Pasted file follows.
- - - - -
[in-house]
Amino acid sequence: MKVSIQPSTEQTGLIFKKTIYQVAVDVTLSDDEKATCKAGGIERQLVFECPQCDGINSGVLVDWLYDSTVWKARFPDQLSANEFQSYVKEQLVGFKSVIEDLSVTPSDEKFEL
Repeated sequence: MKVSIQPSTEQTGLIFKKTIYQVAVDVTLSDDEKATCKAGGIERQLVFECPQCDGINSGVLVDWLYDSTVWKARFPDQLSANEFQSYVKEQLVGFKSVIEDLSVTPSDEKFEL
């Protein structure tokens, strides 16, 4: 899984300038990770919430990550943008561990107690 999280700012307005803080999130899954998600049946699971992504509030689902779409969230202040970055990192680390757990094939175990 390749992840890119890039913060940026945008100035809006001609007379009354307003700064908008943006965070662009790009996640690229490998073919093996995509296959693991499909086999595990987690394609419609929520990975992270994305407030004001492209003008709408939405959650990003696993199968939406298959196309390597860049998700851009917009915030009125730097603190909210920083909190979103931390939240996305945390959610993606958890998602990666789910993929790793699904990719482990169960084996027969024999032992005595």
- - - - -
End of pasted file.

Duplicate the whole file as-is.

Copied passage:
[in-house]
Amino acid sequence: MKVSIQPSTEQTGLIFKKTIYQVAVDVTLSDDEKATCKAGGIERQLVFECPQCDGINSGVLVDWLYDSTVWKARFPDQLSANEFQSYVKEQLVGFKSVIEDLSVTPSDEKFEL
Repeated sequence: MKVSIQPSTEQTGLIFKKTIYQVAVDVTLSDDEKATCKAGGIERQLVFECPQCDGINSGVLVDWLYDSTVWKARFPDQLSANEFQSYVKEQLVGFKSVIEDLSVTPSDEKFEL
């Protein structure tokens, strides 16, 4: 899984300038990770919430990550943008561990107690 999280700012307005803080999130899954998600049946699971992504509030689902779409969230202040970055990192680390757990094939175990 390749992840890119890039913060940026945008100035809006001609007379009354307003700064908008943006965070662009790009996640690229490998073919093996995509296959693991499909086999595990987690394609419609929520990975992270994305407030004001492209003008709408939405959650990003696993199968939406298959196309390597860049998700851009917009915030009125730097603190909210920083909190979103931390939240996305945390959610993606958890998602990666789910993929790793699904990719482990169960084996027969024999032992005595």